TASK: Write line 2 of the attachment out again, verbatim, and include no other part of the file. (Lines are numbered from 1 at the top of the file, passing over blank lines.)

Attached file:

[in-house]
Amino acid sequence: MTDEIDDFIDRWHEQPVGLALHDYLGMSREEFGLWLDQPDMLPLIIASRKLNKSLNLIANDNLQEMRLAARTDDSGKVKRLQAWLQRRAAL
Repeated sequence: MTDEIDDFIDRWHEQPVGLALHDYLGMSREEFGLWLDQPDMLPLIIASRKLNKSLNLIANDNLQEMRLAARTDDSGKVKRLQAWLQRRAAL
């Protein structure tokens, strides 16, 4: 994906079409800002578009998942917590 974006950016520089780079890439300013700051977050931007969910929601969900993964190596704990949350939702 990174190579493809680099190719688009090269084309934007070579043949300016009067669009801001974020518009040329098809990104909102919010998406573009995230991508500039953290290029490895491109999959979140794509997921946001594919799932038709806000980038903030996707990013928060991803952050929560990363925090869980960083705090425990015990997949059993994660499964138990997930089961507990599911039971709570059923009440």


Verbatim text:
Amino acid sequence: MTDEIDDFIDRWHEQPVGLALHDYLGMSREEFGLWLDQPDMLPLIIASRKLNKSLNLIANDNLQEMRLAARTDDSGKVKRLQAWLQRRAAL